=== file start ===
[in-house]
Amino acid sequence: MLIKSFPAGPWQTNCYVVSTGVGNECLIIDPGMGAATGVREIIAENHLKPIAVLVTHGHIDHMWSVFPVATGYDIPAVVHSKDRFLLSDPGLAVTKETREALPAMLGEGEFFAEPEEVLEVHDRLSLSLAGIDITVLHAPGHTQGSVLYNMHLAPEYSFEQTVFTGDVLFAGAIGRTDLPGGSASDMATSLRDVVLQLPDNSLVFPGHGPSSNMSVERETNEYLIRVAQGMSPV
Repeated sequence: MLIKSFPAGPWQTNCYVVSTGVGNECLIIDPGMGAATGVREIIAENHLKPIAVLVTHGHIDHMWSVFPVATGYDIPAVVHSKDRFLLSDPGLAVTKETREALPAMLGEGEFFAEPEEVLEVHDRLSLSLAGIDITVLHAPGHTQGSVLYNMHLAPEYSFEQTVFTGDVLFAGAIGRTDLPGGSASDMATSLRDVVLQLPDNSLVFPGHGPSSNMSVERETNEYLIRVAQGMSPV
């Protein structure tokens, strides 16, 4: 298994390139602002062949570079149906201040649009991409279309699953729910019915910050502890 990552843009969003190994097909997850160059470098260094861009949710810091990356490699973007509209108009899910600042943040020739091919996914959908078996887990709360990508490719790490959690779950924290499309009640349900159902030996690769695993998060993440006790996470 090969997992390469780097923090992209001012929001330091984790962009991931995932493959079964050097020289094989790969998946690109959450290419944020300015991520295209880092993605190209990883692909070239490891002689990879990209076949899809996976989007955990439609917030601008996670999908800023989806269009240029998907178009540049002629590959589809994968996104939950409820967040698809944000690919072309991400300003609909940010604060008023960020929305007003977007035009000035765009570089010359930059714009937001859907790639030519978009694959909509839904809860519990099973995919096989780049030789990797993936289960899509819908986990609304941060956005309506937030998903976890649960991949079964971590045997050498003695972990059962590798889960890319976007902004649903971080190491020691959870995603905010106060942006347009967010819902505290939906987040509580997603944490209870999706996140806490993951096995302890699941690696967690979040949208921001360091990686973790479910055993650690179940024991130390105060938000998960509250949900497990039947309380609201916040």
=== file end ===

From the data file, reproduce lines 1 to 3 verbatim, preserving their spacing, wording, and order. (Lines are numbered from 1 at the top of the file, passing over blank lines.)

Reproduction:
[in-house]
Amino acid sequence: MLIKSFPAGPWQTNCYVVSTGVGNECLIIDPGMGAATGVREIIAENHLKPIAVLVTHGHIDHMWSVFPVATGYDIPAVVHSKDRFLLSDPGLAVTKETREALPAMLGEGEFFAEPEEVLEVHDRLSLSLAGIDITVLHAPGHTQGSVLYNMHLAPEYSFEQTVFTGDVLFAGAIGRTDLPGGSASDMATSLRDVVLQLPDNSLVFPGHGPSSNMSVERETNEYLIRVAQGMSPV
Repeated sequence: MLIKSFPAGPWQTNCYVVSTGVGNECLIIDPGMGAATGVREIIAENHLKPIAVLVTHGHIDHMWSVFPVATGYDIPAVVHSKDRFLLSDPGLAVTKETREALPAMLGEGEFFAEPEEVLEVHDRLSLSLAGIDITVLHAPGHTQGSVLYNMHLAPEYSFEQTVFTGDVLFAGAIGRTDLPGGSASDMATSLRDVVLQLPDNSLVFPGHGPSSNMSVERETNEYLIRVAQGMSPV